•   Check returned for insufficient (NSF) or uncollected funds.
  •   Consumer, first party checks
  •   Checks less than $2,500
  •   Contains pre-printed number
  •   Notification prior to writing check
  •   No retention requirement, 7 year retention of copy
  •   Total of 3 presentments allowed
  •   Originator is required to be party to the debt
  •   Check collection laws pertain
  •   Written authorization is required for a fee
  •   Clear authorization language stamped on the check is OK
  •   The signature on the check is not authorization for a fee

Point of Purchase (POP) (mp3 audio)
One-time ACH debit entry to a Receiver's account for purchases made in-person at the point-of sale.

  •   Check writer is present
  •   Consumer, first party checks
  •   No dollar limit
  •   Check can only be used one time
  •   Consumer signs an authorization
  •   A receipt with specific information is given to consumer
  •   Consumer must sign authorization
  •   Check must be returned to consumer
  •   Identify consumer for collection
  •   Lack of evidence for prosecution
  •   This is not check collection

The Buyers Guide list many vendors that support and sell ACH services.

Corporations originating large volumes of ACH transactions need to be aware of a rather complex set of association rules and regulations. Each year NACH publishes the definitive source for rules & regulations governing the ACH Network, Also included are: the Federal Reserve Uniform Operating Circular, Regulation E and Official Staff Commentary, Electronic Funds Transfer Act, Federal Tax Deposit Payments and Title 31 CFR Parts 208 and 210. Price includes updates throughout the year. ACH RULES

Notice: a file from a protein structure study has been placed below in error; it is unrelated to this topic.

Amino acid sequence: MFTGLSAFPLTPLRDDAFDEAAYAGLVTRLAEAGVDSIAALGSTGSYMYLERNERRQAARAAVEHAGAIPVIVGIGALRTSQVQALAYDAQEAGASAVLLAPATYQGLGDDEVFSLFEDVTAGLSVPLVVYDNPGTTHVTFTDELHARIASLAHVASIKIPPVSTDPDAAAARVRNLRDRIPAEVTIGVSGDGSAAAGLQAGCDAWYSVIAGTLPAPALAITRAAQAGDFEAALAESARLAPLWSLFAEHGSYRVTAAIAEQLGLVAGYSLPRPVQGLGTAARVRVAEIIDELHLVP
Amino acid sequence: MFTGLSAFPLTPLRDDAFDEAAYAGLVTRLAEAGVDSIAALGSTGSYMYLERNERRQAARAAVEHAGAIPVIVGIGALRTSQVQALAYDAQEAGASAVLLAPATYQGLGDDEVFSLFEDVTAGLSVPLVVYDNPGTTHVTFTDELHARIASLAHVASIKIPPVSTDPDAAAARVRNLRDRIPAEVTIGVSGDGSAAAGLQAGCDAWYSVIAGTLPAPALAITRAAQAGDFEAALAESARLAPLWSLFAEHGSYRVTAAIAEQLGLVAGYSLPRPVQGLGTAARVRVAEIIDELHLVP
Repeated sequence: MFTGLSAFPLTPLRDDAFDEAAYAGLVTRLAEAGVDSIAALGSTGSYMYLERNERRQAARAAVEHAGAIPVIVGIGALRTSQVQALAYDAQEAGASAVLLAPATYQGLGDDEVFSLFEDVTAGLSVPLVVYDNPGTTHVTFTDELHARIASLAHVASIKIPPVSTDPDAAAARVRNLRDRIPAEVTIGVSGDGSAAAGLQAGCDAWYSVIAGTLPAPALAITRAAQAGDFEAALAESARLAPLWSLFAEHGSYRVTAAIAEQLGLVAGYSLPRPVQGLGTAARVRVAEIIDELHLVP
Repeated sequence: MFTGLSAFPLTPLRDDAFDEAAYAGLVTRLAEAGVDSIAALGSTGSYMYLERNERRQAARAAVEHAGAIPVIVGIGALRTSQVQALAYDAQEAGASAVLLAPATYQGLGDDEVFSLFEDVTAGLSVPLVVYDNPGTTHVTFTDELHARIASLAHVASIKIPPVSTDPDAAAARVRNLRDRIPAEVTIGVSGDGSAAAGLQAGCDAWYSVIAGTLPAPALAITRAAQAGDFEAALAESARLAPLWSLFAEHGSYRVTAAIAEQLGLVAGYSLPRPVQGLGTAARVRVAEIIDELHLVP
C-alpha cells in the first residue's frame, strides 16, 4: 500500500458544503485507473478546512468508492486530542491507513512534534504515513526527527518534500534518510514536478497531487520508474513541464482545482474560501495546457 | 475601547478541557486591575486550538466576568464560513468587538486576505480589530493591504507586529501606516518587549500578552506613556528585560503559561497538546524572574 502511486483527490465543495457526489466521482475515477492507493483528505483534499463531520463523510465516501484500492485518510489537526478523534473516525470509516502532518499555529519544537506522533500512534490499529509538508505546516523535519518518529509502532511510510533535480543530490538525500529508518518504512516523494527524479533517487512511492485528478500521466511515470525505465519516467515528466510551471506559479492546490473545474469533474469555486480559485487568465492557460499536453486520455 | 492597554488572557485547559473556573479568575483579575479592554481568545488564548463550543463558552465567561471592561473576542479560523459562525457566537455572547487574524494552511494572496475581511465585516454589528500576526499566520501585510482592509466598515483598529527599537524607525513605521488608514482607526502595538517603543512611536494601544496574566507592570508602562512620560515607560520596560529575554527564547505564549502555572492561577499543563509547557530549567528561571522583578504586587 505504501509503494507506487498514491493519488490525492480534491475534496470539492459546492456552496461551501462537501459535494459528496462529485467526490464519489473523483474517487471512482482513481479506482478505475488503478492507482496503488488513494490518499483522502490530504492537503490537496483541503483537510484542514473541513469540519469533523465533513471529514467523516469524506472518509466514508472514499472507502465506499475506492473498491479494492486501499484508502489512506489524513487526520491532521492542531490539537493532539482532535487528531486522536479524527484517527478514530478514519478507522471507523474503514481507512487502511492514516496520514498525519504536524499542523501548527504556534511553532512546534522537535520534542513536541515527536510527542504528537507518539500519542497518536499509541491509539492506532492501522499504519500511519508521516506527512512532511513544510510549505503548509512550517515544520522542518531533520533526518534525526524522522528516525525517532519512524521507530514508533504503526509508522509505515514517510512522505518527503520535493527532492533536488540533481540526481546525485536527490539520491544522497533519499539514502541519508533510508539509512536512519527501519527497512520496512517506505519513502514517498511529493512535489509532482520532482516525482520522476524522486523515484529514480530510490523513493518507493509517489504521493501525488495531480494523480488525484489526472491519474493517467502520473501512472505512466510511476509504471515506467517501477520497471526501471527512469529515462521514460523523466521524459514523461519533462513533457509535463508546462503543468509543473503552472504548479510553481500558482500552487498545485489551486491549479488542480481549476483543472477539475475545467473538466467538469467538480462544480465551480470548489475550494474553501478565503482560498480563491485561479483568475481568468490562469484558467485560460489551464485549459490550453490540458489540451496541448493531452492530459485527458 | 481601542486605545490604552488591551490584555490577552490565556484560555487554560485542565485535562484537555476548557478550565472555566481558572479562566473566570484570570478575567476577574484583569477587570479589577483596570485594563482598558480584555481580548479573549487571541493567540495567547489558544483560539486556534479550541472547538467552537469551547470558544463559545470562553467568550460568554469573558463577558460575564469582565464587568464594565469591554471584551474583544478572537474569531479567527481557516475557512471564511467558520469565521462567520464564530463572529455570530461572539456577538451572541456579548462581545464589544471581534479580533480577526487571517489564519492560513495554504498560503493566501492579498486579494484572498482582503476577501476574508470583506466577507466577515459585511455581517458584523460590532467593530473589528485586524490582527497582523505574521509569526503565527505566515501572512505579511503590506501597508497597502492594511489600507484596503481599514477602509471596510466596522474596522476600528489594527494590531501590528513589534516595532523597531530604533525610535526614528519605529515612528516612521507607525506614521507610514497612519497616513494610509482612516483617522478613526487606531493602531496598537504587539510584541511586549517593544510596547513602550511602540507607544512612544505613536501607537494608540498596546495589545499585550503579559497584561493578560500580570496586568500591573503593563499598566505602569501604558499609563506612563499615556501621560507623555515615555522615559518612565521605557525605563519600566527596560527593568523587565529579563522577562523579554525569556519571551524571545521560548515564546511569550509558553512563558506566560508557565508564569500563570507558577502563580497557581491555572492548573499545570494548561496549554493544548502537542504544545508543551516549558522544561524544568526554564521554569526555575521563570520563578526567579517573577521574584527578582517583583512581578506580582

The Council for Electronic Billing and Payment, a sub-group of NACHA, has a number of publications to help corporations with their B2B electronic payment options:

Business-to-Business EIPP: Presentment Models and Payment Options
This 2-part document provides an objective, educational tool about Internet-based Electronic Invoice Presentment and Payment (EIPP) in business-to-business transactions. "Presentment Models" describes the current and emerging invoice presentment models, including Seller Direct, Buyer Direct, and Consolidator. "Payment Options" analyzes the B2B payment options currently available to B2B payers, including ACH, MasterCard RPPS, Visa ePay, Credit Cards, Check, and Wire Transfers.

More on electronic bill payment